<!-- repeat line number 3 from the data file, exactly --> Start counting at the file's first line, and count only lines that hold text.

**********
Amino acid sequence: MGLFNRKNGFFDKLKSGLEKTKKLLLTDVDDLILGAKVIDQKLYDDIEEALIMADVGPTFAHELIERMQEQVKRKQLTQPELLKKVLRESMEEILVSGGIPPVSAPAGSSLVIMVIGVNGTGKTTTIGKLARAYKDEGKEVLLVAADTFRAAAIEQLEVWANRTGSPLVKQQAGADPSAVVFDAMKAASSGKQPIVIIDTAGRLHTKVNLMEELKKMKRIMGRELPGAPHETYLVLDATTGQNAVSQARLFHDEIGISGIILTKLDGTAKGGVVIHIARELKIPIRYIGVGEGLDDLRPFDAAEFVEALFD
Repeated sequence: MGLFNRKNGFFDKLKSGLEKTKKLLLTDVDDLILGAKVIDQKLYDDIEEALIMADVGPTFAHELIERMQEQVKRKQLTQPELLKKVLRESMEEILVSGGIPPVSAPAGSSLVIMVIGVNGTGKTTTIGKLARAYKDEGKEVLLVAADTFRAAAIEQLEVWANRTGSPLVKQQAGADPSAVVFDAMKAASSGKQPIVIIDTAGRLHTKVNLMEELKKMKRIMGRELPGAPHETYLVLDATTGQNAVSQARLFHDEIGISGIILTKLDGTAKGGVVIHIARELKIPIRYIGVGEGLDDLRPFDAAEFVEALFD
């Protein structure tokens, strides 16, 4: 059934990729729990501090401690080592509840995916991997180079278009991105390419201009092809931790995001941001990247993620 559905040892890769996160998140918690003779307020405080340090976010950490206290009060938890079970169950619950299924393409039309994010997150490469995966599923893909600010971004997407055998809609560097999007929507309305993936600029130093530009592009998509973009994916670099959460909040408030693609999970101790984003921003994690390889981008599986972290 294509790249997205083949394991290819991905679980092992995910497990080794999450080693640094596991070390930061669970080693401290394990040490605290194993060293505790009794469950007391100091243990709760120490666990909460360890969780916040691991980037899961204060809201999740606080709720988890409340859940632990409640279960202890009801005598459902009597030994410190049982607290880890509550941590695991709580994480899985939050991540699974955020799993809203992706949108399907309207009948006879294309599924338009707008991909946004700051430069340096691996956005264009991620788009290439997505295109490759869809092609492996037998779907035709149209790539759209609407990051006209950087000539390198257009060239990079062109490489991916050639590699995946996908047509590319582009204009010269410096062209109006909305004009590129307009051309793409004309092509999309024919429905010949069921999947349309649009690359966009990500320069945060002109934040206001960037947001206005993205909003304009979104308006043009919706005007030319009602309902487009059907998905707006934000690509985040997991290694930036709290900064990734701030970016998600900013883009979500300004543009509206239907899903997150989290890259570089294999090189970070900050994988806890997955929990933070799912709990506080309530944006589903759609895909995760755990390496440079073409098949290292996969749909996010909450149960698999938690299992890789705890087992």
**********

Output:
């Protein structure tokens, strides 16, 4: 059934990729729990501090401690080592509840995916991997180079278009991105390419201009092809931790995001941001990247993620 559905040892890769996160998140918690003779307020405080340090976010950490206290009060938890079970169950619950299924393409039309994010997150490469995966599923893909600010971004997407055998809609560097999007929507309305993936600029130093530009592009998509973009994916670099959460909040408030693609999970101790984003921003994690390889981008599986972290 294509790249997205083949394991290819991905679980092992995910497990080794999450080693640094596991070390930061669970080693401290394990040490605290194993060293505790009794469950007391100091243990709760120490666990909460360890969780916040691991980037899961204060809201999740606080709720988890409340859940632990409640279960202890009801005598459902009597030994410190049982607290880890509550941590695991709580994480899985939050991540699974955020799993809203992706949108399907309207009948006879294309599924338009707008991909946004700051430069340096691996956005264009991620788009290439997505295109490759869809092609492996037998779907035709149209790539759209609407990051006209950087000539390198257009060239990079062109490489991916050639590699995946996908047509590319582009204009010269410096062209109006909305004009590129307009051309793409004309092509999309024919429905010949069921999947349309649009690359966009990500320069945060002109934040206001960037947001206005993205909003304009979104308006043009919706005007030319009602309902487009059907998905707006934000690509985040997991290694930036709290900064990734701030970016998600900013883009979500300004543009509206239907899903997150989290890259570089294999090189970070900050994988806890997955929990933070799912709990506080309530944006589903759609895909995760755990390496440079073409098949290292996969749909996010909450149960698999938690299992890789705890087992």